A page from one of Wetmore’s Panama photo albums with his annotations, 1948. Credit: Image from Smithsonian Institution Archives
A page from one of Wetmore’s Panama photo albums with his annotations, 1948.
Image from Smithsonian Institution Archives

His collecting and his scientific work were prodigious. His bibliography ran to some 725 entries, and he described a remarkable 189 new species and subspecies of birds. He added 26,058 mammal and bird skins to the National Museum collections; prepared and contributed 4,363 skeletal and anatomical specimens; and collected 201 clutches of eggs.

Wetmore was active in many professional associations, often serving as president, and he received many awards and honorary degrees in his lifetime. Some 56 new genera, species, or subspecies of bird have been named in his honor—including the fossil bird species Alexornithidae and new order Alexornithiforme, the Orange-throated Tanager (Wetmorethraupis sterrhopteron) and the Masked Mountain-tanager (Buthraupis wetmorei). The birds were joined by insects, mammals, amphibians, mollusks, and one plant, a cactus from Argentina (Wetmore called this collection his own “private zoo”). To these creatures one must also add a bridge and a mountain: The Alexander Wetmore Bridge in the Bayano River Basin area of the Republic of Panama is the first canopy bridge in the Western Hemisphere. And the Wetmore Glacier in the Antarctic was named by the leader of a 1946-48 expedition in honor of Wetmore's help in developing the trip's scientific research program.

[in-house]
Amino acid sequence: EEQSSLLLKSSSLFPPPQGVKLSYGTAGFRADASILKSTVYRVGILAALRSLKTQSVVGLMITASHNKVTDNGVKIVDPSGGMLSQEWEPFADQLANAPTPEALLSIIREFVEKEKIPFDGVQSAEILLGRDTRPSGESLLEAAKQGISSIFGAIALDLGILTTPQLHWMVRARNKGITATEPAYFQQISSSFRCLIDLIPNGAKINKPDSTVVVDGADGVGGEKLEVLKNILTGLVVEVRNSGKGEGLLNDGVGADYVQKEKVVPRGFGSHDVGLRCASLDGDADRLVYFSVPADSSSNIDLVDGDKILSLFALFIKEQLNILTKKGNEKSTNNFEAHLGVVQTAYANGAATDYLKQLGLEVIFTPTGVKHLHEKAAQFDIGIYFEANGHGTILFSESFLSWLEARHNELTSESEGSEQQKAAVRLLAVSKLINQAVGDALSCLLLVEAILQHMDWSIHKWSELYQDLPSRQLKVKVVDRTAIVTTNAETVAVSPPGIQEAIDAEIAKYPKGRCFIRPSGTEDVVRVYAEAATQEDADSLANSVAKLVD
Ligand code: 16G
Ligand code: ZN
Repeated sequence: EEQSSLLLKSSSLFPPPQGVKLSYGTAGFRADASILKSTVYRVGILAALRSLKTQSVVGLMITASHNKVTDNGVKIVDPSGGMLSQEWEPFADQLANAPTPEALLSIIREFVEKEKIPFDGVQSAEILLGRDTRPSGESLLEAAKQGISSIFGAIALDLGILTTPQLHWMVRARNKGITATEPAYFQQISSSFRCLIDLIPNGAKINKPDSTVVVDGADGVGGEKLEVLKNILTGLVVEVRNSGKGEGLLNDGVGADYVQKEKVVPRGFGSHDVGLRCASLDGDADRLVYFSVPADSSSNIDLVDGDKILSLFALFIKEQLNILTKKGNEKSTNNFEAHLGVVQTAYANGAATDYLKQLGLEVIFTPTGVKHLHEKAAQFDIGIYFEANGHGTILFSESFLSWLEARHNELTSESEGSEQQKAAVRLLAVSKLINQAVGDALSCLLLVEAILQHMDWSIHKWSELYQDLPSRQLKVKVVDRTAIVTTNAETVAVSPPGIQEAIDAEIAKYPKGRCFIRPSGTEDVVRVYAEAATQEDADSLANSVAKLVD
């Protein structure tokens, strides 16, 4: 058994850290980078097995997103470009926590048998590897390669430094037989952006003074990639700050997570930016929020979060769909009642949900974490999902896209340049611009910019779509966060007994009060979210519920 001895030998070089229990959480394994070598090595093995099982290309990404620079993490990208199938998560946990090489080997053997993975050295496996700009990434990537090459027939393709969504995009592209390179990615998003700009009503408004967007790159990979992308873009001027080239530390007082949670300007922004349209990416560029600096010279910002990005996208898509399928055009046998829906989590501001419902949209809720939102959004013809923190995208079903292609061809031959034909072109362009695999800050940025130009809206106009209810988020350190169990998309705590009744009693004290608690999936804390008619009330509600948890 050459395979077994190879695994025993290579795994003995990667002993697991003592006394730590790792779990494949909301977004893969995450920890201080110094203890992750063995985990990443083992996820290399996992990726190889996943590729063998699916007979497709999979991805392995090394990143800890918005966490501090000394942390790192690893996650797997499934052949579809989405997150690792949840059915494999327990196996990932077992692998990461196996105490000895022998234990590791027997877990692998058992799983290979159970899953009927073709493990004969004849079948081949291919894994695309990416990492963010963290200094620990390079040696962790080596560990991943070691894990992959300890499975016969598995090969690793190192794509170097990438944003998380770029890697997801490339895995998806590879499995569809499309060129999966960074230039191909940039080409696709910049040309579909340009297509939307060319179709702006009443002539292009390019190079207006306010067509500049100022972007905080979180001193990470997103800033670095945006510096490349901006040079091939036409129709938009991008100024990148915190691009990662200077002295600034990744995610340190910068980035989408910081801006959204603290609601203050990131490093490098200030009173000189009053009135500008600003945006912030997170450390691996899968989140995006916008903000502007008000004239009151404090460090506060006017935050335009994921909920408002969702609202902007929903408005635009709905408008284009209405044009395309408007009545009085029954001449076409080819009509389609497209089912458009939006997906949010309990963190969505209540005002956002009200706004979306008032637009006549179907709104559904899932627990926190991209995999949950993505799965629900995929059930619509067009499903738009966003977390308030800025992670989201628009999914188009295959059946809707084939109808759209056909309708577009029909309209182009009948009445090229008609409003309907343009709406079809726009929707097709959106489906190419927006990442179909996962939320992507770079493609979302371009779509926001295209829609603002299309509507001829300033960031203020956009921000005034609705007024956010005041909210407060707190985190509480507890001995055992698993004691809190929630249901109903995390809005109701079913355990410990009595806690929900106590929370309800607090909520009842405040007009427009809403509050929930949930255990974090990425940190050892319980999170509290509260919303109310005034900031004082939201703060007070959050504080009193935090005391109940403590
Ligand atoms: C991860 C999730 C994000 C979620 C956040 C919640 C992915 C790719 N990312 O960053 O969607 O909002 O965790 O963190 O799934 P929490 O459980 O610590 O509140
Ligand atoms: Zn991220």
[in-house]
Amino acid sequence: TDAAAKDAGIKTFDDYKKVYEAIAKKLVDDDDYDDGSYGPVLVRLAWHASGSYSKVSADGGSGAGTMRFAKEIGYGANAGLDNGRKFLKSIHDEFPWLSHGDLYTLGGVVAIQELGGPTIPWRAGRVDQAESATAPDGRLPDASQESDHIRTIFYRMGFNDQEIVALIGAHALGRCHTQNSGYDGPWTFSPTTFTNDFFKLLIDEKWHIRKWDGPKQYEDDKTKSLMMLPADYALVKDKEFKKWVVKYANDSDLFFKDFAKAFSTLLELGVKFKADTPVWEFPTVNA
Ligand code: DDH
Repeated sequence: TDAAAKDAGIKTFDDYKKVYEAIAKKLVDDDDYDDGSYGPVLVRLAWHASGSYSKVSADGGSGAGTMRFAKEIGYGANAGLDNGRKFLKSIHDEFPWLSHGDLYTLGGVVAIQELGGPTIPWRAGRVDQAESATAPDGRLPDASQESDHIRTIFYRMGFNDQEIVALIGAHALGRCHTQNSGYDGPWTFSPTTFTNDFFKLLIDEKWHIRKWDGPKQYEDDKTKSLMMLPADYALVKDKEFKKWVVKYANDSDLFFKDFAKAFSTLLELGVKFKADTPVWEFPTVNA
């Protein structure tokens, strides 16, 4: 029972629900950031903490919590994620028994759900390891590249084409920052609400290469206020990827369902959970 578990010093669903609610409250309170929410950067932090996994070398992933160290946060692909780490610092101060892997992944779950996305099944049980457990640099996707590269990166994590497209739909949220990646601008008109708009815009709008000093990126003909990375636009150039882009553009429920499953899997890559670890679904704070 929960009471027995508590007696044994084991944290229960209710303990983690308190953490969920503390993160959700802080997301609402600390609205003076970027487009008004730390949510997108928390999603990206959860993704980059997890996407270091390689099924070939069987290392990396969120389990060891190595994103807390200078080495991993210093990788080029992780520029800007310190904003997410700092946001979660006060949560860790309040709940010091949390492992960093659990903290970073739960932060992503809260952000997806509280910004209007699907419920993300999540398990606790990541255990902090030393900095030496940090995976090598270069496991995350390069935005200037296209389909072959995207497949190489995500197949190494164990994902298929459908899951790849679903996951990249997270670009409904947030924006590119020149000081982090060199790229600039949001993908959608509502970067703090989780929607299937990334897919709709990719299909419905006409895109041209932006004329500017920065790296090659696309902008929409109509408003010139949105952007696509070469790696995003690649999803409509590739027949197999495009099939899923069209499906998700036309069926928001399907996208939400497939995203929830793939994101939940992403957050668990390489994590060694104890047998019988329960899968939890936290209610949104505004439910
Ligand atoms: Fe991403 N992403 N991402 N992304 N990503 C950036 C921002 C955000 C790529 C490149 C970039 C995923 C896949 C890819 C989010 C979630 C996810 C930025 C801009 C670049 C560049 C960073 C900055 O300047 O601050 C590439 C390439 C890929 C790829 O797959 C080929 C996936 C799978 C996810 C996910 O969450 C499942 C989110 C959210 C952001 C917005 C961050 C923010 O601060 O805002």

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Images

Alexander Wetmore in 1900, around the time of his first publication. Credit: Smithsonian Institution Archives Alexander Wetmore on Sierra San Xavier in Argentina, when he was conducting fieldwork for the Biological Survey, 1921. Credit: Smithsonian Institution Archives
Alexander Wetmore in a jeep on the Pearl Islands, 1940, on one of the many collecting trips to Panama he made with Watson Perrygo. Credit: Photo by Watson Perrygo, Image from Smithsonian Institution Archives Alexander Wetmore and Watson Perrygo at their camp preparing bird specimens, near Chico, Panama, 1949. Credit: Image from Smithsonian Institution Archives
 The Alexander Wetmore Bridge, which is used to trap and band birds in the high canopy of the trees at the Bayano River Basin Station in Panama, 1973. Credit: Photo by Harold Trapido; image from the Smithsonian institution Archives Alexander Wetmore and fellow ornithologist Storrs Olson examining bones in the Birds Division collections area of the Natural History Museum, 1976. Credit: Photo by Victor Krantz, image from Smithsonian Institution Archives